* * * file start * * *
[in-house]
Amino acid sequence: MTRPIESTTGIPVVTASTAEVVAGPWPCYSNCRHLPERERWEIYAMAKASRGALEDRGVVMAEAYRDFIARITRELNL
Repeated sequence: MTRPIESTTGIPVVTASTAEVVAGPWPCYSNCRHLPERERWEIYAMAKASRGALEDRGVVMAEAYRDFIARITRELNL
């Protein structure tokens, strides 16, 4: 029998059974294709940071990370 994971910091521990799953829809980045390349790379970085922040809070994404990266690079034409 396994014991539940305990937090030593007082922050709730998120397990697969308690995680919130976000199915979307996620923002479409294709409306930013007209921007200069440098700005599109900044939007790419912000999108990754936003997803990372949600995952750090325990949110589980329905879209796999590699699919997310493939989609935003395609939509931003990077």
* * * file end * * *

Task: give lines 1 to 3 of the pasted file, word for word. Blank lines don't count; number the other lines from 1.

[in-house]
Amino acid sequence: MTRPIESTTGIPVVTASTAEVVAGPWPCYSNCRHLPERERWEIYAMAKASRGALEDRGVVMAEAYRDFIARITRELNL
Repeated sequence: MTRPIESTTGIPVVTASTAEVVAGPWPCYSNCRHLPERERWEIYAMAKASRGALEDRGVVMAEAYRDFIARITRELNL